Making headway in concussion protocol

At issue: Concussions are becoming more common in sports.

Our take: Emerson’s protocol and safety measures should be applauded.

The ugly secret that has been plaguing athletics at all levels across the country is no longer a secret: concussions have been underdiagnosed and improperly treated. Emerson’s athletic trainers, however, have made efforts to correct this.

The NCAA requires member schools to have their athletes sign concussion waivers. In the true theme of the money-sucking vacuum that is the NCAA, liability is shifted away from the governing body and onto the athletes themselves. 

But there is no money to be earned at the Division 3 level in which Emerson competes. Therefore, the NCAA should protect the one thing the student-athletes who will not turn professional will need in their post-college days: their brains. 

At Emerson, in an effort spearheaded by head athletic trainer Mandy Nicoles, student athletes who participate in contact sports are required to take a baseline test that measures their neurocognitive levels. This test ensures that if an athlete suffers a concussion, there is tangible data to compare to his or her post-concussion functionality, allowing for a more precise diagnosis and treatment.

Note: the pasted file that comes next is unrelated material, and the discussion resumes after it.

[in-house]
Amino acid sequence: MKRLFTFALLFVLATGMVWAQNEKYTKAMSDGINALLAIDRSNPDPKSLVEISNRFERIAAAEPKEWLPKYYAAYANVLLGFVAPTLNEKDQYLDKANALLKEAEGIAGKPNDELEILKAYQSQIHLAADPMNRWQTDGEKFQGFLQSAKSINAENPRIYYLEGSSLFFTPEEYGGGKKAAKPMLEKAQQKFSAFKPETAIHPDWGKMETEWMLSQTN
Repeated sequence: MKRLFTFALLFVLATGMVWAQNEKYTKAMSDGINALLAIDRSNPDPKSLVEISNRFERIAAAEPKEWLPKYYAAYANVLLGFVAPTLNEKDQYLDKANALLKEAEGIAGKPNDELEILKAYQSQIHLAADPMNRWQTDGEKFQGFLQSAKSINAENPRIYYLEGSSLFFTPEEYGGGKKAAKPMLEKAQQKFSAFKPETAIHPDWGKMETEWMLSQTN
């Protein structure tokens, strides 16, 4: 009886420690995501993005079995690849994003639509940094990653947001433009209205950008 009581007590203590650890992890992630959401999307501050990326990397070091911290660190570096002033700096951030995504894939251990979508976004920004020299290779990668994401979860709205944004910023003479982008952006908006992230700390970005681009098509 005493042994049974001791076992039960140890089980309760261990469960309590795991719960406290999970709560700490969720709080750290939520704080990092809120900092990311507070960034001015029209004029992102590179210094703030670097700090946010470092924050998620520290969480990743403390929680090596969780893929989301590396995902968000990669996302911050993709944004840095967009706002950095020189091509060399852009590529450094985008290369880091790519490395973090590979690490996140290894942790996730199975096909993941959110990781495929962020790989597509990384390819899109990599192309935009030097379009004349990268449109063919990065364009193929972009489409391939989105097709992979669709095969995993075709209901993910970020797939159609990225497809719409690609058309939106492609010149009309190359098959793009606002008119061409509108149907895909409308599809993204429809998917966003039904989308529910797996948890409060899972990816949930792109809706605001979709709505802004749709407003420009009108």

While the NCAA requires no such testing for its athletes, Nicoles and the Emerson athletic trainers have gone beyond the status quo to protect their student athletes’ futures.

Related efforts have also been made by freshman Molly Caron, a soccer player who suffered a serious concussion in high school. She has worked diligently on a bill that would require Massachusetts high schools to perform the same baseline tests Emerson currently requires. Had these tests been in place when Caron herself was in high school, her diagnosis and recovery might have been more efficient. While there’s no do-overs with regards to her medical history, it’s admirable to see Caron working to improve the conditions for future high school athletes.

The long term effects of concussions can be devastating — from memory loss to depression — and can seriously alter one’s adult life. When Emerson entered the New England Women’s and Men’s Athletic Conference this fall, the level of competition increased. Nicoles said that might be why she and her staff have already diagnosed twice as many concussions through November as they did during all of last year. But Emerson athletes can find solace knowing that if they themselves are in this complicated medical situation, they’ll be in the hands of those who have proven to have a dedicated interest in this issue.

Student-athletes at Emerson are not pursuing lucrative, seven-figure professional contracts — at least not when it comes to the sport they play. Their livelihood and their professional prospects lay solely in their noggins. And while the NCAA has proved it prioritizes its revenue stream over the students themselves, it’s assuring to see Nicoles and Emerson athletic trainers taking the measures to protect students.